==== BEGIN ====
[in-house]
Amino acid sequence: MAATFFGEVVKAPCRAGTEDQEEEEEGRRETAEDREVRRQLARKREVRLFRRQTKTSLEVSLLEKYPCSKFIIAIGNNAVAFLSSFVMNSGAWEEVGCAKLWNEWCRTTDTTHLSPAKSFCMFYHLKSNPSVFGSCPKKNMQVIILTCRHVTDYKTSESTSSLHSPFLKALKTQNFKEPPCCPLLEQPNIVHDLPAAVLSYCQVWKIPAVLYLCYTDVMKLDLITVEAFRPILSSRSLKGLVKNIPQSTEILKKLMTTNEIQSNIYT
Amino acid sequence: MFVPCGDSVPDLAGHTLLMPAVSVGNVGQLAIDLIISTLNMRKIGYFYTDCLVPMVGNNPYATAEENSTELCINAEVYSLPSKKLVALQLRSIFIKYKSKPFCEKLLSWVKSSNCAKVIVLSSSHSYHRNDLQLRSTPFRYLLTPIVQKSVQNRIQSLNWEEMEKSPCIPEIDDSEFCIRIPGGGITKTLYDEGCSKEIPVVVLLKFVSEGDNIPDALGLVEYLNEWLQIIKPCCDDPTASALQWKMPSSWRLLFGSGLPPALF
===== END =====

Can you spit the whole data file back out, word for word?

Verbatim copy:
[in-house]
Amino acid sequence: MAATFFGEVVKAPCRAGTEDQEEEEEGRRETAEDREVRRQLARKREVRLFRRQTKTSLEVSLLEKYPCSKFIIAIGNNAVAFLSSFVMNSGAWEEVGCAKLWNEWCRTTDTTHLSPAKSFCMFYHLKSNPSVFGSCPKKNMQVIILTCRHVTDYKTSESTSSLHSPFLKALKTQNFKEPPCCPLLEQPNIVHDLPAAVLSYCQVWKIPAVLYLCYTDVMKLDLITVEAFRPILSSRSLKGLVKNIPQSTEILKKLMTTNEIQSNIYT
Amino acid sequence: MFVPCGDSVPDLAGHTLLMPAVSVGNVGQLAIDLIISTLNMRKIGYFYTDCLVPMVGNNPYATAEENSTELCINAEVYSLPSKKLVALQLRSIFIKYKSKPFCEKLLSWVKSSNCAKVIVLSSSHSYHRNDLQLRSTPFRYLLTPIVQKSVQNRIQSLNWEEMEKSPCIPEIDDSEFCIRIPGGGITKTLYDEGCSKEIPVVVLLKFVSEGDNIPDALGLVEYLNEWLQIIKPCCDDPTASALQWKMPSSWRLLFGSGLPPALF